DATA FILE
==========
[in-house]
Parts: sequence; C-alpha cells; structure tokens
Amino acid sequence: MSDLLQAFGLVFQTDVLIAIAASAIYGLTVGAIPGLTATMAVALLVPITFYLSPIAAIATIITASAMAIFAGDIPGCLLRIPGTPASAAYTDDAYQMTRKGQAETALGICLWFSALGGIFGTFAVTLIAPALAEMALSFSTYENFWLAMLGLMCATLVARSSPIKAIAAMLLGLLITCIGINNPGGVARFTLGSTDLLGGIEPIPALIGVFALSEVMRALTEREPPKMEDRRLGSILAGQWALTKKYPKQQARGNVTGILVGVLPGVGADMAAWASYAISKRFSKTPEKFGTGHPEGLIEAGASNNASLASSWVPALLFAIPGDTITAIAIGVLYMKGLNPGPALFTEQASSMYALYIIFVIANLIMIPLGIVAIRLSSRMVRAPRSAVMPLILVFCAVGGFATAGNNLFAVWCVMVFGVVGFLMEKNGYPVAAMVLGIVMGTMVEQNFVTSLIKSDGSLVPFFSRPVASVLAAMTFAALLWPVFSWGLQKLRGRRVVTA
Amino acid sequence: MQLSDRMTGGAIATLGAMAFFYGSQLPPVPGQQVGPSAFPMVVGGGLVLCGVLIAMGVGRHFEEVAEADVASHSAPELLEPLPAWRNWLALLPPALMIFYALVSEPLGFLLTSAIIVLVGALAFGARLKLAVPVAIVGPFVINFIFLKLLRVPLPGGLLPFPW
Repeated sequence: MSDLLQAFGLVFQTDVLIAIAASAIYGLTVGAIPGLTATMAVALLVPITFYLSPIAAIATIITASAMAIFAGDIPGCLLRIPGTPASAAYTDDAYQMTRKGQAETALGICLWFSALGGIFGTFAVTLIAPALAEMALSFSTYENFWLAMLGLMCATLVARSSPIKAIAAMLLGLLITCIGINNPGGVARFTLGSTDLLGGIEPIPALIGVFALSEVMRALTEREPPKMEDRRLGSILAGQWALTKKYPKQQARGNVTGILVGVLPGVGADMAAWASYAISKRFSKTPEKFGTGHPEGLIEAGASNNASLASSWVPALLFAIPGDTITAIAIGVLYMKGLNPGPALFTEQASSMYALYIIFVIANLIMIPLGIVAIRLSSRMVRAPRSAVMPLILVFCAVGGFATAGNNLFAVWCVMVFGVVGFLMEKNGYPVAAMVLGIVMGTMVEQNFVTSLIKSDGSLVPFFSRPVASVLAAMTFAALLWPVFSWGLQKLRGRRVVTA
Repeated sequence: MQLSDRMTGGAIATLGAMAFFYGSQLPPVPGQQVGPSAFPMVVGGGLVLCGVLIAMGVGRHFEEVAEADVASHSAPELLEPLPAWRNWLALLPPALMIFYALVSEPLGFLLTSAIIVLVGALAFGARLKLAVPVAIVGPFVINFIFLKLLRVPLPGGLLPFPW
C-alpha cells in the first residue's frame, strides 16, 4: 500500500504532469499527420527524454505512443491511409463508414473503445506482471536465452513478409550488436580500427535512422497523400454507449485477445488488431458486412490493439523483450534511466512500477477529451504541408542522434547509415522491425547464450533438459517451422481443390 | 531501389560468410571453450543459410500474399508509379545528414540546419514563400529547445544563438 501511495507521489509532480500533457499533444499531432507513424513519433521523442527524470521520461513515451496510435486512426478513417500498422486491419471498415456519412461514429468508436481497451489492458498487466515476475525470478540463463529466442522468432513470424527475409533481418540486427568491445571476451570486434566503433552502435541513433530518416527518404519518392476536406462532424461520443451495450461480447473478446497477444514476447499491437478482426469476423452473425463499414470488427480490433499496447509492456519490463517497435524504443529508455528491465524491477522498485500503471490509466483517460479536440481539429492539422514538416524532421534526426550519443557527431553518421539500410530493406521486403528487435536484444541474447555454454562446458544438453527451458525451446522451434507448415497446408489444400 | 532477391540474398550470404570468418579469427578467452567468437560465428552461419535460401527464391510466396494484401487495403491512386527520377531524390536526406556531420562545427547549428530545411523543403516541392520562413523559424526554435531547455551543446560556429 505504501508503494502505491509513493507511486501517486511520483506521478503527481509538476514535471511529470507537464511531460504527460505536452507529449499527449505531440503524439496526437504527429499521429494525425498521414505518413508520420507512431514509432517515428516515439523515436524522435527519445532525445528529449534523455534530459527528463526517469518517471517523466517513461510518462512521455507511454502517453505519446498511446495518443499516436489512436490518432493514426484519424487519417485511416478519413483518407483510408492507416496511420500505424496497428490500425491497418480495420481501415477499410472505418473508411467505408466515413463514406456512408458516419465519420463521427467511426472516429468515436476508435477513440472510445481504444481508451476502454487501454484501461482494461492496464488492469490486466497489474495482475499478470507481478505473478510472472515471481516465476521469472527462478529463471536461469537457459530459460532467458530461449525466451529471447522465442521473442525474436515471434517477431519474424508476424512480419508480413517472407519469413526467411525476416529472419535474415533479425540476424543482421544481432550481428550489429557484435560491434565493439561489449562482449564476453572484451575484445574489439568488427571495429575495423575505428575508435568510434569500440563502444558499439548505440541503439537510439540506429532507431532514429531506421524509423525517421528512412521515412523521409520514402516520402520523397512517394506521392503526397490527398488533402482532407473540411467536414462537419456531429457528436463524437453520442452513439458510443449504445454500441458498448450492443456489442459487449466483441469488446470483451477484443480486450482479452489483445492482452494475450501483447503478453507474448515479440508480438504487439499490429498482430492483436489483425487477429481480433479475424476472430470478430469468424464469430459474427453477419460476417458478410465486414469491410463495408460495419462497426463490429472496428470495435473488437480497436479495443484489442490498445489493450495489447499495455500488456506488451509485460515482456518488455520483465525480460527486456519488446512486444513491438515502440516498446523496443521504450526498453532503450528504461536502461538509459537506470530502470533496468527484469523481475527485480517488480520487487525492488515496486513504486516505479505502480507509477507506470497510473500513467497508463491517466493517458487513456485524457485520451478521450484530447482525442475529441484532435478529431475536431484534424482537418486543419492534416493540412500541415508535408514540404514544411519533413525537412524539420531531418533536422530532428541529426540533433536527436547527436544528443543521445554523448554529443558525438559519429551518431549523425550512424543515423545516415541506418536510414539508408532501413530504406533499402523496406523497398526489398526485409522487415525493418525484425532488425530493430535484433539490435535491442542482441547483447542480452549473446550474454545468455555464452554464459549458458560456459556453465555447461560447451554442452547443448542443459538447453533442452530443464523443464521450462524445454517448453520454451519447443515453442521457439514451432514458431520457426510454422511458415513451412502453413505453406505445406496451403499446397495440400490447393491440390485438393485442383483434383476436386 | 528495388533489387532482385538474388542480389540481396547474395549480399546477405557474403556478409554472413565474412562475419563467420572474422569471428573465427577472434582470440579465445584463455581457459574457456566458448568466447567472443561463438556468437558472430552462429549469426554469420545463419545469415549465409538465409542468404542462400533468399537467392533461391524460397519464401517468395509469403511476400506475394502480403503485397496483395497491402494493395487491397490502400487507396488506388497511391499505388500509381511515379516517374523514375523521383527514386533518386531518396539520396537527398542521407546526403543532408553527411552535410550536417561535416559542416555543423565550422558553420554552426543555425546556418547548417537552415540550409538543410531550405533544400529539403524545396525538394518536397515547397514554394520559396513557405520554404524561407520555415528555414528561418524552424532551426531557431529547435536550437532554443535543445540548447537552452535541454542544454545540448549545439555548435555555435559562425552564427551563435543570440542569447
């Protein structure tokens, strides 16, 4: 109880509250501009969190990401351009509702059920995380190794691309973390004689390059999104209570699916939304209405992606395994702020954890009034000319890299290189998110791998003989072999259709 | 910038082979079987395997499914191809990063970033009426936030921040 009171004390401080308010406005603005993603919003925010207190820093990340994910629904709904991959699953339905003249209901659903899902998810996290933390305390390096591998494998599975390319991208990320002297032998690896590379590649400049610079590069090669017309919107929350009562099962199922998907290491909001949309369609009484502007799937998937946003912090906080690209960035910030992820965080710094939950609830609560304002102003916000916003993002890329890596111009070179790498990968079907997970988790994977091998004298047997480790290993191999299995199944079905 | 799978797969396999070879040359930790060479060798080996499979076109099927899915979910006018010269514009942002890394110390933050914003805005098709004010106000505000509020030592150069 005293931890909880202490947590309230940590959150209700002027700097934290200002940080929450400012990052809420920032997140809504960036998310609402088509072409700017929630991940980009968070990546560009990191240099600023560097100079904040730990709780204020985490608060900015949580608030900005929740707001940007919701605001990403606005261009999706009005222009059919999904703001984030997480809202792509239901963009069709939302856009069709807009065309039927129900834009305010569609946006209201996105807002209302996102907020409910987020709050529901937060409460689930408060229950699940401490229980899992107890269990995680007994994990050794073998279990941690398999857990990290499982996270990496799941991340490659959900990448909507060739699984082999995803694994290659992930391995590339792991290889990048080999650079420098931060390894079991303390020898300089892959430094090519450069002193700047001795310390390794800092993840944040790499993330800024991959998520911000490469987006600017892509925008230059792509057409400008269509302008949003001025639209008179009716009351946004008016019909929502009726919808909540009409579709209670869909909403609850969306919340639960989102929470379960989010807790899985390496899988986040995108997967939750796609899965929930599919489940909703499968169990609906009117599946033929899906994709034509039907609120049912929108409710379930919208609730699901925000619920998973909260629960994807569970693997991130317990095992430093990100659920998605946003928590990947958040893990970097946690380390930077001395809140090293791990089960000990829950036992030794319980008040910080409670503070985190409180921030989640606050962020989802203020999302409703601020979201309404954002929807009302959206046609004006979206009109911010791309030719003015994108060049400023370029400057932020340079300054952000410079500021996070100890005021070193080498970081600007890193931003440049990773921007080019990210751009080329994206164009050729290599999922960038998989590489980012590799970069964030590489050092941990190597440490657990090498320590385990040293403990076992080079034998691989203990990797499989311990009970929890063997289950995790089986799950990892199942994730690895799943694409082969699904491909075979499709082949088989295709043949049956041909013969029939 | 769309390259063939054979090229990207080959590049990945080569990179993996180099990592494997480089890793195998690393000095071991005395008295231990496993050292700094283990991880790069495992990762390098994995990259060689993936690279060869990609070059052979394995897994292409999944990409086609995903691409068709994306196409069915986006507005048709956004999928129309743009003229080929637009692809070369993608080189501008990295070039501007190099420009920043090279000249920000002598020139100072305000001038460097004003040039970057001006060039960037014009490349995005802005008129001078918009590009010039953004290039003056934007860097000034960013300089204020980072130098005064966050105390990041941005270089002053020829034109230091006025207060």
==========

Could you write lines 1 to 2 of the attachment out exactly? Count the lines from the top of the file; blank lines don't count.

[in-house]
Parts: sequence; C-alpha cells; structure tokens